I had Frank Ntilikina, who has also been in the top 10 or mock drafts for a year, joining Kristaps Porzingis for a little international combination here, but rumors of a KP trade have been circulating. I didn’t think anything of them until I heard the Celtics may send the #3 pick in a package to the Knicks for KP, so…we’ll see. To say that the Knicks are dysfunctional is an overwhelming understatement and even if they re-sign Derrick Rose, they need PG help and a longer term solution, which Smith provides. He’s got good size at 6’3 and is explosive with the ball, averaging 18.1 points, 6.2 assists and 4.6 rebounds in his lone season with the Wolfpack. He adds a little bit of what the Knicks need…which is everything.
#9 Dallas Mavericks
Frank Ntilikina, PG, France ADP: 9.4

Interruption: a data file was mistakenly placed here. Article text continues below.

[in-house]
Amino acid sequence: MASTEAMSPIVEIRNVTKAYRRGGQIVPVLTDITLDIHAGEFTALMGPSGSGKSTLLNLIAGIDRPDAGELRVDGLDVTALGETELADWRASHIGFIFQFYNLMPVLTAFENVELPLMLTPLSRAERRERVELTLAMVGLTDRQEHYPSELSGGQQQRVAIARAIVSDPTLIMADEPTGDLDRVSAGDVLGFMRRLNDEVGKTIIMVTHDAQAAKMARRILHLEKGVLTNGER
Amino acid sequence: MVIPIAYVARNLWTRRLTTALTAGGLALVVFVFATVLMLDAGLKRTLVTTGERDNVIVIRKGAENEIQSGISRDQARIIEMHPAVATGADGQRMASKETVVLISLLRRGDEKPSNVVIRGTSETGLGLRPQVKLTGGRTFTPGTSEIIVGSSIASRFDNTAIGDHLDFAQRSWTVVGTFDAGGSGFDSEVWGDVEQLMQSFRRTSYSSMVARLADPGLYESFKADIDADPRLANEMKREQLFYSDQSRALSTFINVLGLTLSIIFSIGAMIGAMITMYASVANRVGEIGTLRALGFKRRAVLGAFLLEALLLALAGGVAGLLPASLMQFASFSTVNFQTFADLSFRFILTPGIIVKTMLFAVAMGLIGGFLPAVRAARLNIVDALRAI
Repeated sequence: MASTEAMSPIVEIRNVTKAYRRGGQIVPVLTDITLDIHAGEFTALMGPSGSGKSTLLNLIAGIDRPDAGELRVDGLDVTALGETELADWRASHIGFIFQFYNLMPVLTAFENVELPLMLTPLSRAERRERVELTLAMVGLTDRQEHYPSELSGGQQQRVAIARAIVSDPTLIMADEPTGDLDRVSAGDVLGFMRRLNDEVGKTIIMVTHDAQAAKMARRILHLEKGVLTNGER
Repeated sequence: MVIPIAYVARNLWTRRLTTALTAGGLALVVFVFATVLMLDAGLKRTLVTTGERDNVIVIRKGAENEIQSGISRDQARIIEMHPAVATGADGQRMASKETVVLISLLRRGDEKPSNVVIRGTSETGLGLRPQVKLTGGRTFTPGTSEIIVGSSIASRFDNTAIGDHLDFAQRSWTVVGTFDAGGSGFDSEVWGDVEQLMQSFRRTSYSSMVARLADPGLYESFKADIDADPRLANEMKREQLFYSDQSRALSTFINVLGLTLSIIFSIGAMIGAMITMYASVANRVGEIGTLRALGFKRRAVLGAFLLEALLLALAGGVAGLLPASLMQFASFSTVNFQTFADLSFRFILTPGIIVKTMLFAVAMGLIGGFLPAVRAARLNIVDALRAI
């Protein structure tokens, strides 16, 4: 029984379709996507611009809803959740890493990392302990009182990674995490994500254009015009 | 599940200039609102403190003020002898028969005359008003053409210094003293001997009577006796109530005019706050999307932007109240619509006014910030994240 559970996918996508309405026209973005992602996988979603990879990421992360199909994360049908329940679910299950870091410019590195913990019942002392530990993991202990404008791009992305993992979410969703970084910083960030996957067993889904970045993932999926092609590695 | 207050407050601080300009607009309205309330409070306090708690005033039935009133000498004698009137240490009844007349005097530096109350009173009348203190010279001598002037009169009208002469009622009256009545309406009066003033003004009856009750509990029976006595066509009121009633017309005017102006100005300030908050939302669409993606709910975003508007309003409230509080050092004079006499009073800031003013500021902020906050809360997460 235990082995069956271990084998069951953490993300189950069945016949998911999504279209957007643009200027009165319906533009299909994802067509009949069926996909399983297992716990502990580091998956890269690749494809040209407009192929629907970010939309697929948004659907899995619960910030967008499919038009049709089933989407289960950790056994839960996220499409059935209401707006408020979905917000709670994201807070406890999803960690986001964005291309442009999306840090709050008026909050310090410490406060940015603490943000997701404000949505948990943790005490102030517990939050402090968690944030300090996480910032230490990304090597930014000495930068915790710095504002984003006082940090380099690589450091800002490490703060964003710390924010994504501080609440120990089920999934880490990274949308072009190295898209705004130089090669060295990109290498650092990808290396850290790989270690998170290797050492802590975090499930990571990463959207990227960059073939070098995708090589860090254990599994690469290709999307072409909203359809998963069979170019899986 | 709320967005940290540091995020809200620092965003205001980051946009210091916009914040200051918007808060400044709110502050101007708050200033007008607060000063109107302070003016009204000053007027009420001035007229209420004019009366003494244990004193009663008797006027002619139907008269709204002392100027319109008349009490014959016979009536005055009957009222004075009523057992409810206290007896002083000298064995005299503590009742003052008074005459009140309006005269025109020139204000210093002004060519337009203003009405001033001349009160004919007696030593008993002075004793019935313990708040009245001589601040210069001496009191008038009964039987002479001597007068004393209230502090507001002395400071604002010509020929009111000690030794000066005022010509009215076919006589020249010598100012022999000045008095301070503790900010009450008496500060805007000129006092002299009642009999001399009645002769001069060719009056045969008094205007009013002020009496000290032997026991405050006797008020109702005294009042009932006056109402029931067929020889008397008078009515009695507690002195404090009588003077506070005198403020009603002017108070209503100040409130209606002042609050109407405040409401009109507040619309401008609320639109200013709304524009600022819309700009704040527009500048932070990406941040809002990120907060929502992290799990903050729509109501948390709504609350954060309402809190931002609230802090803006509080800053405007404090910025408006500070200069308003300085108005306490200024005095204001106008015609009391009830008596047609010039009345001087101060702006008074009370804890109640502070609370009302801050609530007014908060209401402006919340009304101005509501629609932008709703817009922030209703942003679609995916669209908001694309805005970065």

Apparently it’s well known that the Mas have done plenty of homework on Ntilikina (they’ve had a whole year), and Mark Cuban has been to see him. PG is a need for just about every team that wants to contend as made evidence by the top teams in the league, and Ntilikina has as high a ceiling as anybody. The Mavs have made a superstar out of one international player, who is now on is way out, so why not do it again?
#10 Sacramento Kings (via Pelicans)
Malik Monk, SG/SF, Kentucky ADP: 8.1